15 May 2018

Welcome to the Foundations Daily Podcast. It’s Tuesday, and I hope your week has started well. Today our Bible passage is Galatians Chapter 3 v 10-14.

REFLECTION:

As we saw yesterday, Paul’s letter to the Galatians is a written argument. It might help to think of Paul as a lawyer, presenting his evidence to the jury. Paul is astonished that those in Galatia have been so easily persuaded by the arguments of the opposition – that obeying Jewish laws and customs were an essential add-on to secure salvation. The case Paul is defending, therefore, is the true nature of the Gospel – that we are justified by faith in Christ alone.

Into this courtroom scene, Paul calls Abraham as his expert witness. The story of Abraham is going to be fundamentally important to Paul’s argument, as he takes the stand in Chapter 3 vs6, and remains in the witness box right up to Chapter 4 vs30.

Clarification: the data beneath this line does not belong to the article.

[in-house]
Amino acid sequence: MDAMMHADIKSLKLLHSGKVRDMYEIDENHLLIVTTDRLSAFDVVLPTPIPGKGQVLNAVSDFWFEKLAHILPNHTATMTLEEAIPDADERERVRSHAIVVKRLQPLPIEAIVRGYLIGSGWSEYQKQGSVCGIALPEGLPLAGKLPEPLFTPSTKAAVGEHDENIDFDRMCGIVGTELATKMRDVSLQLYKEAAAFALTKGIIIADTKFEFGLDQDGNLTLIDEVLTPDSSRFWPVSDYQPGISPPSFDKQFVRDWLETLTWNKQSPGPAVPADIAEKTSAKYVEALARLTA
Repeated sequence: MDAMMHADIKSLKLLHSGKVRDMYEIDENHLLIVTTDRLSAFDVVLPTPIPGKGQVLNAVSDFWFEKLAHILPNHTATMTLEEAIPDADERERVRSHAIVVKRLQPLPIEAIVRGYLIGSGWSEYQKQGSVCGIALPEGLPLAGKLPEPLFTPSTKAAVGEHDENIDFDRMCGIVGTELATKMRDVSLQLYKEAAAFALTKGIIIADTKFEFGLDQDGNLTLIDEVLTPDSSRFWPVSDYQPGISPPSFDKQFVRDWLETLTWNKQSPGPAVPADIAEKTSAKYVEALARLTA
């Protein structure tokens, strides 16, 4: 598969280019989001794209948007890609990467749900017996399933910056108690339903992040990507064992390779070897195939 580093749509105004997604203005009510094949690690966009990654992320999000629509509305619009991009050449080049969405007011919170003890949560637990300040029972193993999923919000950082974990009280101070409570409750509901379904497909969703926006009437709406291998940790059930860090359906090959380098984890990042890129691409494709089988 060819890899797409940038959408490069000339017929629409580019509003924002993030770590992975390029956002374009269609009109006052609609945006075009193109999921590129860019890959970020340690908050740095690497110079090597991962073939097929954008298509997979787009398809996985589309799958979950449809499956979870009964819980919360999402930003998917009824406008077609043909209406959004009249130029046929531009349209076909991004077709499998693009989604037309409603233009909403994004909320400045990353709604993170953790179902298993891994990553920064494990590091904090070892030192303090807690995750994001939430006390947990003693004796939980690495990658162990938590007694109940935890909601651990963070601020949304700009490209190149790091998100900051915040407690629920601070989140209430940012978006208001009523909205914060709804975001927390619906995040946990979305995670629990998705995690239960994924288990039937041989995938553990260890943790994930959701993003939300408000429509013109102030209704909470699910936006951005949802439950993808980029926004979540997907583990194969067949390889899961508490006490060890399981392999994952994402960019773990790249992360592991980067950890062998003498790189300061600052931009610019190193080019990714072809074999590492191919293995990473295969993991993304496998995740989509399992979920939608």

Before we look at this however, I’d like to make my own courtroom confession……..I have a fascination with bees! In the final year of my History degree I studied a 17th century group of men, known as the Hartlib Circle. These men believed that the return of Christ to the earth was imminent, and that mankind could make this happen even sooner by restoring the earth to the way it was in the Garden of Eden. In a nutshell, this meant doing a lot of gardening and looking after bees……I have obviously simplified this greatly! Other than my interest in these men and their slightly crazy ideas about bees, I also really enjoyed my discussions with the course tutor. He is an expert in the Hartlib Circle, but he is not a Christian. He analyzed and unpacked the activities of these men in terms of their historical context. However, when I read about Samuel Hartlib and his friends, I was reading and interpreting this evidence as a Christian. I understood how their faith in Jesus made them want to change the world and do things differently. I was looking at old evidence with fresh eyes. The story was the same, but I examined it in a new way because of my faith.